I write a note to my grandmother.
For as long as I can remember, I’ve sought your approval. For the choices I made, for all that I achieved, for simply being. And eventually I gave up. I consoled myself that it wasn’t worth the time or effort. With each passing year, I grew increasingly convinced that you were harsh on me just because I wasn’t a son. That I wouldn’t need to do half the things I do and you would have still cherished me more had I been your grandson.
He, who is the apple of your eye, who will take care of you for the rest of your life while I’ll go build my life with someone else, who will light your funeral pyre and carry your name forward.
And speaking of the grandson, you will probably be looking forward to him getting married in the coming months. But I hope you will not be too harsh on mybhabhi-to-be if she refuses to play shy and coy when our clan descends into her living room. I hope you will resist the urge to comment when she opts for a trendy kurtiover a traditional sari as you would have liked her to. In the subsequent months, I hope you will not judge her when she expresses her mind and sometimes, unintentionally, ends up contradicting your grandson.
When on the evening of her sangeet, she whispers into your grandson’s ear for a sip of rum and Coke to steady her feet and gather her wits, or wanders to the bar unescorted; I hope you will not reprimand her in public. When her hennaed palms, bearing your grandson’s name, nervously caress the long stem and rim of a nearly empty wine glass as she collects herself before she is put on display for the world to gawk at, I hope you will embrace her with warmth and lots of affection…Continue reading
*First published on Parentous.
She sat huddled in one corner, with her quivering lips, irreconcilable differences and tumultuous emotions. The room reeked of disappointment. But she was too spent to care. An apology could wait; she murmured and reached for a sip of water. But he sat in another corner, in wait, for another argument festering over her indifference.
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He had conjured up a particular image of me. And he felt let down every time I didn’t leave up to it. Occasionally I was ignorant. But mostly I didn’t care. Or at least pretended I didn’t. His treatment pricked. Not because he had underestimated or belittled me. On the contrary, he thought the world of me. And I had little appreciation for it or his feelings.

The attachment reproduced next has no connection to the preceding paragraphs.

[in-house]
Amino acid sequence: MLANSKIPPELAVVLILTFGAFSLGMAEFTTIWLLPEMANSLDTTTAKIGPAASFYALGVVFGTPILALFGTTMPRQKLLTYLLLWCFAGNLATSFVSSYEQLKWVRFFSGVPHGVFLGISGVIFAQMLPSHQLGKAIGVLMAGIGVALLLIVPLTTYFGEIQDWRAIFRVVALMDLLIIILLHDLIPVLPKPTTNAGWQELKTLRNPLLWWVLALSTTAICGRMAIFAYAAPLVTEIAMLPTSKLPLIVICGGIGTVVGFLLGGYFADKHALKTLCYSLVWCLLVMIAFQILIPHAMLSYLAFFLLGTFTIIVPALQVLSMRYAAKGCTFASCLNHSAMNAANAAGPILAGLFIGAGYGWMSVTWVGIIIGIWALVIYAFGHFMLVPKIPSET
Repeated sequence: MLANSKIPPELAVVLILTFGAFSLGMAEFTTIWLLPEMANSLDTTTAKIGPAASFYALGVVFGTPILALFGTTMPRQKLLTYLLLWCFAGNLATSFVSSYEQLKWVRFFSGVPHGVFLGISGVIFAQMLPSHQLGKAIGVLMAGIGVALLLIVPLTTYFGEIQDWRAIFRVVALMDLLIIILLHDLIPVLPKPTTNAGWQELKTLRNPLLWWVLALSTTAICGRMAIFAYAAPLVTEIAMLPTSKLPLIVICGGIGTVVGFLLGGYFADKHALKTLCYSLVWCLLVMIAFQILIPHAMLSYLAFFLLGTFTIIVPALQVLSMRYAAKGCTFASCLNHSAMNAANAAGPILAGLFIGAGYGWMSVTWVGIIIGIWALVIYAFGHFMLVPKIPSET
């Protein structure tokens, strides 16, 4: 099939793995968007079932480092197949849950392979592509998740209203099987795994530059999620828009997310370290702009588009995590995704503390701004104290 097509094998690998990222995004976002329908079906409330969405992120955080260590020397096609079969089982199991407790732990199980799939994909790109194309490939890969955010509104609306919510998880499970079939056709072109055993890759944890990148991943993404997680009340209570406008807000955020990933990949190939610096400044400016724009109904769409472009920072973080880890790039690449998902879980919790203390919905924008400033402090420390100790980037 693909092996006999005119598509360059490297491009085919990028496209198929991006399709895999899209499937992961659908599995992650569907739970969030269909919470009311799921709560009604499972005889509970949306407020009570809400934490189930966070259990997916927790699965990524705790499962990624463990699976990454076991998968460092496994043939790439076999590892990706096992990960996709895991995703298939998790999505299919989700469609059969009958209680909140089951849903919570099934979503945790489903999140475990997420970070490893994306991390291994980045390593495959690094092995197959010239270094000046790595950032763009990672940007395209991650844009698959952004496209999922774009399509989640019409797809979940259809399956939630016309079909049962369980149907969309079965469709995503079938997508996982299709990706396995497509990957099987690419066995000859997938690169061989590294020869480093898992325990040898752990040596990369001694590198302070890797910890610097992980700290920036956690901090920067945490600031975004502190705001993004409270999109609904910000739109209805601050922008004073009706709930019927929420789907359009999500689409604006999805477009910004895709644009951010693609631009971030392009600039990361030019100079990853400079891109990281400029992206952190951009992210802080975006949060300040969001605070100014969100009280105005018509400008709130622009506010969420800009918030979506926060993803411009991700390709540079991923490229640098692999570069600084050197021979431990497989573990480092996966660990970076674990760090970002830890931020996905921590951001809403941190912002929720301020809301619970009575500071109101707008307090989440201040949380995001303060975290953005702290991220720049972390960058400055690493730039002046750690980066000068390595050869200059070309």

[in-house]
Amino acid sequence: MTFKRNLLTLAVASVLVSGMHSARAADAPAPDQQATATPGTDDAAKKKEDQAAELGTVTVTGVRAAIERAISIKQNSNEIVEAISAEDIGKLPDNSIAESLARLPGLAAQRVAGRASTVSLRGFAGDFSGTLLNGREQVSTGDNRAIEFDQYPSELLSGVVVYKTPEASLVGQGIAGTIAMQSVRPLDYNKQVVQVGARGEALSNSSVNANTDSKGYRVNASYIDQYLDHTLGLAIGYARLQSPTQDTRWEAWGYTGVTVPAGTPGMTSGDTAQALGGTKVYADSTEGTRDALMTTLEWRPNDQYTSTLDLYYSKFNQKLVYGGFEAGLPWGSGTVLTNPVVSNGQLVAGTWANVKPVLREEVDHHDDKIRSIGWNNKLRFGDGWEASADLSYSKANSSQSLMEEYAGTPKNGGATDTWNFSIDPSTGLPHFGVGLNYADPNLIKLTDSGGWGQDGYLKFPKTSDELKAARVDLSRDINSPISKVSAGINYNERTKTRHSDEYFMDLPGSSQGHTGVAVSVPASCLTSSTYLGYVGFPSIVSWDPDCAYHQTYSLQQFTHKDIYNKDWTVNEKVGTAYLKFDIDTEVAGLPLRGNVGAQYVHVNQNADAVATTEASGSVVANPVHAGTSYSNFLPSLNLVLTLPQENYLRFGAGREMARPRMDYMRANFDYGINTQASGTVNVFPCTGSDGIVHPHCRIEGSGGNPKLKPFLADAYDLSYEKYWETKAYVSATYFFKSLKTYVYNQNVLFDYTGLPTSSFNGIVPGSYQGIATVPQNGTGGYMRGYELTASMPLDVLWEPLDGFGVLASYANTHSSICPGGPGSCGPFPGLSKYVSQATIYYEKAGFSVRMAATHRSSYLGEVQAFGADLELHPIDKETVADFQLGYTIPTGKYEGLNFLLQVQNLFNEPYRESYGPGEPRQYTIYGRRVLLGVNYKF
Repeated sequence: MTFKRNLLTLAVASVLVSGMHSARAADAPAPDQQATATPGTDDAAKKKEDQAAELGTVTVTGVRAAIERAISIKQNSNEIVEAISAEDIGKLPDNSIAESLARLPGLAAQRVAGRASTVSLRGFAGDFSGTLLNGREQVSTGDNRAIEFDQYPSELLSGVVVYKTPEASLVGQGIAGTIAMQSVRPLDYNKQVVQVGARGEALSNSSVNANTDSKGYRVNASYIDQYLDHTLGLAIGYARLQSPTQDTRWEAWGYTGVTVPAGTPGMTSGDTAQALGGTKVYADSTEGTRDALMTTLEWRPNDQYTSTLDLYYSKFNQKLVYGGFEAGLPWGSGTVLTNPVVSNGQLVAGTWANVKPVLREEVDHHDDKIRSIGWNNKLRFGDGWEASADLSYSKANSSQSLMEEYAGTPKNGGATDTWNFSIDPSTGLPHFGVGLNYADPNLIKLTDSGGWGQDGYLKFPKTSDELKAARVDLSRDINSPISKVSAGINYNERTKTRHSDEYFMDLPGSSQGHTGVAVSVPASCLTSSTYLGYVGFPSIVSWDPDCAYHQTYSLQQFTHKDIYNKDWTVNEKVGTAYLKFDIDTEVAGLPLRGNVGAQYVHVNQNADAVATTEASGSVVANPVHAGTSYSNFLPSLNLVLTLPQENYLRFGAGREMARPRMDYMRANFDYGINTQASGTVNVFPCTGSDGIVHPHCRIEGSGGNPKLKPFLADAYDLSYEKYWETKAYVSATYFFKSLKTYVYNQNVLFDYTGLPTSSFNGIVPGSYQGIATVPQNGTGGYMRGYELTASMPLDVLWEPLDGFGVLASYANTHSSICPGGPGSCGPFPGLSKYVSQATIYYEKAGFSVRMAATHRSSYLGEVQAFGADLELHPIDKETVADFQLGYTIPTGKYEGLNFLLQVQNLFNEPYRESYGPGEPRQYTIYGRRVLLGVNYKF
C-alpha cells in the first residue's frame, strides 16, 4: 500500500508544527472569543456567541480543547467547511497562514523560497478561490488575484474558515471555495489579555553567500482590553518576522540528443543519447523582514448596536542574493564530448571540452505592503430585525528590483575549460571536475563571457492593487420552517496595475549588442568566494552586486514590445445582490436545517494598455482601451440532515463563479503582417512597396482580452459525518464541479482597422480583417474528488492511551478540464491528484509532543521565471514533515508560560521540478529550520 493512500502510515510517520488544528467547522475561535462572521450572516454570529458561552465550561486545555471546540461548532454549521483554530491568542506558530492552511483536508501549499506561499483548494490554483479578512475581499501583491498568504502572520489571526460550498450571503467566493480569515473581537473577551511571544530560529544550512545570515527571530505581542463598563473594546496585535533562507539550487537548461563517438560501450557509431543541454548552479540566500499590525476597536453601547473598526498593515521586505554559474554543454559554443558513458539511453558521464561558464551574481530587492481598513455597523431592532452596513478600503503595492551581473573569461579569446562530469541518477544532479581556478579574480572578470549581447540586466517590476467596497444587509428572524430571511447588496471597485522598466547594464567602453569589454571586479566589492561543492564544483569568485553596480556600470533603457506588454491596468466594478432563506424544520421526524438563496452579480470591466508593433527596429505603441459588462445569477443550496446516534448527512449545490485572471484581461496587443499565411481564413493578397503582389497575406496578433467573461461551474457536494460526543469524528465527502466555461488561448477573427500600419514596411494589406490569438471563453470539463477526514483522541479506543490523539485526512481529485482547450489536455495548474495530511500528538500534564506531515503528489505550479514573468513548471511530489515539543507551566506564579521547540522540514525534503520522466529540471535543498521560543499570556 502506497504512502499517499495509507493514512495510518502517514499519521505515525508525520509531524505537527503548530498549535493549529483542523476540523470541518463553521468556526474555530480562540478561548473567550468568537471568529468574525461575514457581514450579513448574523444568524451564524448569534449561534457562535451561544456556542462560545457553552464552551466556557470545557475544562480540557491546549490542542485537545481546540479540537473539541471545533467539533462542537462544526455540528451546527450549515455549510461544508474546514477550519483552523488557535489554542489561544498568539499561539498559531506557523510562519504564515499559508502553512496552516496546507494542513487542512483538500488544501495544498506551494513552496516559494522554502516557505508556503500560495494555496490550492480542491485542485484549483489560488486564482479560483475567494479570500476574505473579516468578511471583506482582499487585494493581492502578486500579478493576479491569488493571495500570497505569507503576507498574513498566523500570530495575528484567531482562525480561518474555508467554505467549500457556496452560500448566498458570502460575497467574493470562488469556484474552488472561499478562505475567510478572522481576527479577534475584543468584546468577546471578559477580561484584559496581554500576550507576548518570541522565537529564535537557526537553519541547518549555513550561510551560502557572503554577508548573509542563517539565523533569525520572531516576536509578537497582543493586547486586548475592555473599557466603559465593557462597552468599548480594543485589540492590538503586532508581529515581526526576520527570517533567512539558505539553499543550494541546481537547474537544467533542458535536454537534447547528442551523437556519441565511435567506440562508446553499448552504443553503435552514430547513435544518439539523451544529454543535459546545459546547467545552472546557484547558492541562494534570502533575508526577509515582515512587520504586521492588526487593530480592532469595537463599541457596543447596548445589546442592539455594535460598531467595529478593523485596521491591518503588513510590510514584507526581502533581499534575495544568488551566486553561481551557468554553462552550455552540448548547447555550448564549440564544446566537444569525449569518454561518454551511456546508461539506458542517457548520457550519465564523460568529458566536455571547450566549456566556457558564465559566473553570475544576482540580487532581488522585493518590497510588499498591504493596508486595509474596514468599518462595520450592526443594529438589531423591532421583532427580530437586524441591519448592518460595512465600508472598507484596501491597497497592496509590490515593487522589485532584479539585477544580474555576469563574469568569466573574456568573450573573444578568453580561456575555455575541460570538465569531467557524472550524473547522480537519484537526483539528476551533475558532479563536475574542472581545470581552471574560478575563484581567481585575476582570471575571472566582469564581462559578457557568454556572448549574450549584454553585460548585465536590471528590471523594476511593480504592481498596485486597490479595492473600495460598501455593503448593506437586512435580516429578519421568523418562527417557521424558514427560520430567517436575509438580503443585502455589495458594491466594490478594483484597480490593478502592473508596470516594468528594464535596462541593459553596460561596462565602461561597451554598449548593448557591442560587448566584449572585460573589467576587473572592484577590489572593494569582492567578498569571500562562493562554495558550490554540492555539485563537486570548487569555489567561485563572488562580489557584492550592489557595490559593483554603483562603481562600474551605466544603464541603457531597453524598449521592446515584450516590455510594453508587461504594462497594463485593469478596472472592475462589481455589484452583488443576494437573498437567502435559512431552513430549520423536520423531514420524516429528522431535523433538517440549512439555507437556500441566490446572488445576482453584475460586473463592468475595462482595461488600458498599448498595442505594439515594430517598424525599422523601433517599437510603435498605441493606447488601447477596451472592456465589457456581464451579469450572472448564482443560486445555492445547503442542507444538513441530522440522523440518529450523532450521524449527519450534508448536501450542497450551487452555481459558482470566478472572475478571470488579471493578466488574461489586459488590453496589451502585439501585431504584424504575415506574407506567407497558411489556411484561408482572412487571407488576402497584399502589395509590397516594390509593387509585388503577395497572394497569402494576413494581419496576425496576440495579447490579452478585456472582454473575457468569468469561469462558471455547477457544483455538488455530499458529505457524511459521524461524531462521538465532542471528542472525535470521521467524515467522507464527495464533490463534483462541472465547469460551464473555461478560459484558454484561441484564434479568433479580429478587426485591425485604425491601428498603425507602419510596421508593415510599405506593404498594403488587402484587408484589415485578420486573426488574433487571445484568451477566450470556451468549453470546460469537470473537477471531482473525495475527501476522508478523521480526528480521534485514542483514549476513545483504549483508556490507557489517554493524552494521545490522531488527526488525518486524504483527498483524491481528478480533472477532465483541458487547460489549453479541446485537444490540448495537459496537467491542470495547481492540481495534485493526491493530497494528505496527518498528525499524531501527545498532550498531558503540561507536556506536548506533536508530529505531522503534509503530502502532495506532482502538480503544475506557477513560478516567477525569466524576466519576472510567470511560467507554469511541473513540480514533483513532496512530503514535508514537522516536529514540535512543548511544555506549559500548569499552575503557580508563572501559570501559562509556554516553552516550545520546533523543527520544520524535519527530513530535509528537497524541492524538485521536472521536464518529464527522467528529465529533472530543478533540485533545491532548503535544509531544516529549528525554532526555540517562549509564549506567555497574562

He was my punching bag who also mollified most of my outbursts, called or uncalled for, and always played them down. He never shut me up, unlike some other people around me. He’d always let me complete my rants. His patient eyes would watch me pace the room to and fro with frantically flailing arms and a loose tongue. And then when I’d go quiet, partly out of exhaustion, he’d enquire ever so soothingly, “Feeling better?” I’d nod a meek yes, wiping away the perspiration and pushing the hair off my eyes.
“Let’s go get some ice-cream,” he’d conclude. He never sought an explanation as to what brought on which outburst. But he sought to quell them all.
He never revealed how much I hurt him. I know I did. But he was one brave-natured soul. He soldiered on, not once claiming his pound of flesh.
He only insisted on honesty. In words. In deeds. In thoughts.
I don’t know if it was love. He never admitted it was. He was content being a friend. “Love complicates,” he opined. “Let’s keep it simple,” he suggested.
I find it troubling when you nonchalantly abuse the word “sorry” to wipe a tear. That word is simply too inadequate to assuage the sting of your unkind, often condescending barbs. Yes, I want to give you the silent treatment. Yes, I want to shed a few more tears until the heart begins to feel lighter. Yes, I want to get on the terrace and scream until my lungs get hoarse and I can cry no more. It’s bad enough that one of us is already hurting. You don’t have to go ruin it further by being all dramatic about it. Let me and my tears be.
You probably call it self-destructive. I call it catharsis. And your apology has little role to play in it.
You cannot equate the act of hurting me with keeping someone waiting on a telephone line. Yet, your sorry does just that. This pains me more. I’d rather you never use that word with me. Will save us both a lot of heartache and reduce the stress on your vocal chords.
Your act façade of tendering an apology, however sincere, diminishes the legitimate nature of this ache within me. It brings to the surface latent violent tendencies reserved for fighting skeletons in the closet.
I wish you’d treat with me a little more care.